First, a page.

Womenâs participation in the work force increased gradually through most of the 20th century, then rose more rapidly from the early 1970s through the early 1990s. About one-third of working-age women held jobs outside the home in the years after World War II. By the early 1990s, about three-quarters of those women worked.
Since then, however, the trend has stagnated. The proportion of women ages 25 to 54 either working or looking for work stood at 75 percent in April.
That remains more than 10 percentage points lower than the figure for men in the same age range working or seeking work, which was 88.6 percent in April.
Ms. Yellenâs speech was unusually narrative and unusually personal. Speaking at her alma mater, she told the stories of other women who graduated from Brown, including her husbandâs aunt, Elizabeth Stafford Hirschfelder. She said Ms. Hirschfelder, who graduated in 1923, faced discrimination throughout her career as a mathematician. âI believe that Betty Stafford Hirschfelder was denied opportunities and greater success simply because she was a woman,â she said.
Ms. Yellen, who is 70, said women of her own generation had faced fewer obstacles and had more opportunities. âI enrolled at Brown fully planning to attend graduate school and have a career, as did many of my classmates in the Class of 1967,â she said. She noted that changes in policy supported and reinforced changes in society. A 1974 law, for example, allowed women to apply for loans without a male co-signer.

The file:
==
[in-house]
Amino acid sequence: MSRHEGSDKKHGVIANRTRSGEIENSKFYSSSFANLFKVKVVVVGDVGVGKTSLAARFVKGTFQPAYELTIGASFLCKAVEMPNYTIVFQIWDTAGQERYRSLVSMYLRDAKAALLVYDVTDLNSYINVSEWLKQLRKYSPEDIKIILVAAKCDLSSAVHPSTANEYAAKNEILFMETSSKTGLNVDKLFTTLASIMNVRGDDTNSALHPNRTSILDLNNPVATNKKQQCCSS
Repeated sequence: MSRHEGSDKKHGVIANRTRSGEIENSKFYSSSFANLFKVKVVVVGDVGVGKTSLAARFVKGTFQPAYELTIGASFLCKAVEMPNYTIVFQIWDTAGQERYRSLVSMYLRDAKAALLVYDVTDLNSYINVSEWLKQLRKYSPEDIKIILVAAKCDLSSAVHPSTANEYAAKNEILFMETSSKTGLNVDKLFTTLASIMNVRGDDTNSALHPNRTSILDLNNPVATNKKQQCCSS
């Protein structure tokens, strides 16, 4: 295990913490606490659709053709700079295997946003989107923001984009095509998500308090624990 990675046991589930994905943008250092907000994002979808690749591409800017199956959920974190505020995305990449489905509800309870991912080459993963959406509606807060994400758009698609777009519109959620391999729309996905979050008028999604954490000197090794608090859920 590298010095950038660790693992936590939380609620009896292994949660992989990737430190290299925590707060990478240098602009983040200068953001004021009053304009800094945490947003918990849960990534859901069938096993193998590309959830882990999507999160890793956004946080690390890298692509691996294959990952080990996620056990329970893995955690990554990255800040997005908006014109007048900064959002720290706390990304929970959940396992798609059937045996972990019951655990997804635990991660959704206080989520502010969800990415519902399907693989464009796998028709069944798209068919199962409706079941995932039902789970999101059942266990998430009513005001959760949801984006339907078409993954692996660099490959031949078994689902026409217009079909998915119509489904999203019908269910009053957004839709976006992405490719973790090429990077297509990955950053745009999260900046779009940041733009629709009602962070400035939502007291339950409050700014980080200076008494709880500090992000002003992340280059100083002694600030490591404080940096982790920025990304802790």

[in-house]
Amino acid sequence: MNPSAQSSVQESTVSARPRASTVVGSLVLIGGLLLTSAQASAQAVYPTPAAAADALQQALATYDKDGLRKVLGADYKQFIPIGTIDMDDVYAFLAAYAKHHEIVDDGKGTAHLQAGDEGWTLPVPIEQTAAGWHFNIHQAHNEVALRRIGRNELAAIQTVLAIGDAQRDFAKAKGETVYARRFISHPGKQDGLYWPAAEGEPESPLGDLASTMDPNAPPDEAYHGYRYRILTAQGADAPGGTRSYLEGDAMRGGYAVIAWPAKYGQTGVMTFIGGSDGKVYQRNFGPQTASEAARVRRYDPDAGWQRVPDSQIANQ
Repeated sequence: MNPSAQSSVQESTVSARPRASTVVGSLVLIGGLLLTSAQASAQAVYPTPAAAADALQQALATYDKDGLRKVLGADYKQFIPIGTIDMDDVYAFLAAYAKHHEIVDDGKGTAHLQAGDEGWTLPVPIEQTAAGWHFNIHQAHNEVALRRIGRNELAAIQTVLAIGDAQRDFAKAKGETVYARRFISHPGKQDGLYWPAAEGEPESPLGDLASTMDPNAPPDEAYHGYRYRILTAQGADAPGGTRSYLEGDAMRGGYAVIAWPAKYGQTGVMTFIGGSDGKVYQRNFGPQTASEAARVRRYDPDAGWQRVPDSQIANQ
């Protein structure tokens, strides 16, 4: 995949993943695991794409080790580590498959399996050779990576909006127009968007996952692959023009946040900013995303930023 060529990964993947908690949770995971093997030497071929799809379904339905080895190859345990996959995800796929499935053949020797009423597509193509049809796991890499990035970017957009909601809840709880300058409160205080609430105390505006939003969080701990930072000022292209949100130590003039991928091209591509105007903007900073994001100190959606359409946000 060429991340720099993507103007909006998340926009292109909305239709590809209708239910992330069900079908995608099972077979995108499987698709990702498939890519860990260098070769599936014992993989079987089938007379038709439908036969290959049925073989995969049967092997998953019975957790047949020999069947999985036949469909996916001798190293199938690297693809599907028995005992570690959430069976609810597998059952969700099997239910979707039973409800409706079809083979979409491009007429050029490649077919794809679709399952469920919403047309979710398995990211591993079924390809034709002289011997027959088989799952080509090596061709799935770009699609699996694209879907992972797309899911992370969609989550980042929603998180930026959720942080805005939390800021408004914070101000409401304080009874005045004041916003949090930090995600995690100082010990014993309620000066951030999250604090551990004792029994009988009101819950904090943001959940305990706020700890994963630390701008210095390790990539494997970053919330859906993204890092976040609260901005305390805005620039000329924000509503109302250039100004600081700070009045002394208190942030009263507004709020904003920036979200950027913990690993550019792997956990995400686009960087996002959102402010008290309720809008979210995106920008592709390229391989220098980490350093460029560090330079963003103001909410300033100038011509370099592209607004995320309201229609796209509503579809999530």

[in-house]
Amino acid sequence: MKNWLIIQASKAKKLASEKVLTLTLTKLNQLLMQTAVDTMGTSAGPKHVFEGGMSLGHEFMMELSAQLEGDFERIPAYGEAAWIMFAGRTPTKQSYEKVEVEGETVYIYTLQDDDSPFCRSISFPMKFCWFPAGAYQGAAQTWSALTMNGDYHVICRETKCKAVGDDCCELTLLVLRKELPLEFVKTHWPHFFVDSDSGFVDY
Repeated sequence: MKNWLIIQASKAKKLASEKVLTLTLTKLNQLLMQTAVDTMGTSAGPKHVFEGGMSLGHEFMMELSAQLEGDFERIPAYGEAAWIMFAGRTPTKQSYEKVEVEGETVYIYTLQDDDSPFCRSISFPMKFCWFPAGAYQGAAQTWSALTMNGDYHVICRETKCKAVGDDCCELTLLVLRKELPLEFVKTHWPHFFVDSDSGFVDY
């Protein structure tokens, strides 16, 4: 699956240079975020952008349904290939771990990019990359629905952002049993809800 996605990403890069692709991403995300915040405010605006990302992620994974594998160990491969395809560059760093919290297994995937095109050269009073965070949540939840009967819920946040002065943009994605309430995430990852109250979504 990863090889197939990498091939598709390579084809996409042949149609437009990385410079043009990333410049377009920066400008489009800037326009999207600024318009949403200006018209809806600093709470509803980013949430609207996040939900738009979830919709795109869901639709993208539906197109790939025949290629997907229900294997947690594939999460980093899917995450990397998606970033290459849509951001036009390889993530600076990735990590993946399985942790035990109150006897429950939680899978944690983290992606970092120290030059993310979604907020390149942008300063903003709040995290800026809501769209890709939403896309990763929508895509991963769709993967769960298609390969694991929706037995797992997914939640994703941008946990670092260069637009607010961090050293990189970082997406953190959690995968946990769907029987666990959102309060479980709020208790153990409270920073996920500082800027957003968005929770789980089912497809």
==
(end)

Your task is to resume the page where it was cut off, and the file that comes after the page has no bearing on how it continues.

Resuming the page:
Women gained entry into a wider range of professions, and the gap between menâs and womenâs wages narrowed significantly. Nancy H. Teeters became the first woman appointed to the Fedâs board in September 1978. Ms. Yellen said that their increased work force participation had produced clear benefits not only for women, but also for men, for the children of working women and for the American economy.
âThe evidence shows that the rise in womenâs participation has contributed to widespread improvements in the safety and productivity of our workplaces, to the health of families and to the macroeconomic success that our country has enjoyed,â she said. She spoke at a conference titled â125 Years of Women at Brown.â
That progress, however, has stalled in the United States even as the participation of women in the work force has continued to rise in other developed countries. The United States, which had one of the highest rates of participation in the early 1990s, fell to 17th among 22 developed nations in one recent analysis.
That analysis, a 2013 study by Francine D. Blau and Lawrence M. Kahn, both of Cornell University, attributed much of the difference to government policies. The United States lags behind other countries in the availability of paid maternity leave, affordable child care and flexible work schedules. Ms. Blau and Mr. Kahn estimated that adopting European policies on those issues could close more than half of the gap in the United States between male and female labor force participation.
Ms. Yellen also cited research showing that women still make about 10 percent less, on average, than men with similar backgrounds who work in similar positions.